Big Data - The value of a transaction
At a recent presentation in Germany by our partner DLoG one of the presenters used a phrase which really got my attention and made me think. In discussing the more prolific use of touch-screen terminals in the retail and hospitality sectors the presenter said that soon "the value of the information about the transaction will be worth more than the transaction itself".
Its a great line and one that certainly sounds good to a room full of experienced system integrators and resellers. What he means of course is that even the smallest purchase, using a "traceable" transaction, not cash, can generate information about where you are or what you are doing, that can be worth money to a retailer or advertiser, its all part of the Big Data revolution that we are all part of.
It took me a little while to realise that as a concept, despite sounding fresh, this has actually been true in our business for a great many years.
Looking at our work in logistics and warehousing over the past 15 or 20 years, the technology and solutions we develop with our customers has been delivering that incredibly valued information right from day one, but sometimes its "real value" is overlooked.
Whenever we introduce automated data capture into an operation the Return on Investment is seen in the improvement and streamlining of the existing operations, picking, packing, put away etc. But what becomes evident fairly rapidly after deployment is that the information the business gains insight on, the actually transactions themselves, can show hitherto unseen patterns and provide a level of detail that can affect the whole business.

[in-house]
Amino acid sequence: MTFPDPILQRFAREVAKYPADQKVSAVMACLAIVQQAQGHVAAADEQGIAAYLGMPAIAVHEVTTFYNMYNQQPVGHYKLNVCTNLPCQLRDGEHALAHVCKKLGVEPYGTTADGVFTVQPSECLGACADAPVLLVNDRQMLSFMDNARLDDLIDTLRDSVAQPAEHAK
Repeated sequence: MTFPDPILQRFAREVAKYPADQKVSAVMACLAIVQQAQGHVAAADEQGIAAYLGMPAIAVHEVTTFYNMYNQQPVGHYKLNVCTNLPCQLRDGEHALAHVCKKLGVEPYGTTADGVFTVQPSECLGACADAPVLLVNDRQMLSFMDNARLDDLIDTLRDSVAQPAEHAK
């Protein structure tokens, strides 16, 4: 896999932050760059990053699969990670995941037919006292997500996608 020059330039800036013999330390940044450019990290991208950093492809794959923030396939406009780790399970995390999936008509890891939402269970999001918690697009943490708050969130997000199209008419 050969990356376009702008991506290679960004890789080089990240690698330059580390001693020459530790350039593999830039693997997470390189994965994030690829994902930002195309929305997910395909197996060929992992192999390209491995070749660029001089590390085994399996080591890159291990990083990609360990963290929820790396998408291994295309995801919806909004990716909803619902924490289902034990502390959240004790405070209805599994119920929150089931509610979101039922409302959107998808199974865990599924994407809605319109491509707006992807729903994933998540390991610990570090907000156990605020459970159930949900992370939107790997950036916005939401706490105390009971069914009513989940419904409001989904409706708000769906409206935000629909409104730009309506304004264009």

Why does a certain pick location always need manual input instead of scanning? What makes Tuesdays the most efficient pick day of the week? Why does more stock leave on bay 5 than any other? Or more importantly it can lead to an improved stock profile and in some cases a drastically reduced total inventory value, improving cash flow.
All of a sudden a whole new spectrum of information becomes available to the warehousing and logistics team and allows them to further identify issues and improve efficiencies.
So the retail sector is now catching up somewhat with the logistics industry and beginning to see the inherent value in the information you can gathered in an automated process and how this can benefit the business. The only difference being the information is coming from customers not employees and the benefits come from more accurately targeted sales opportunities and customer buying patterns.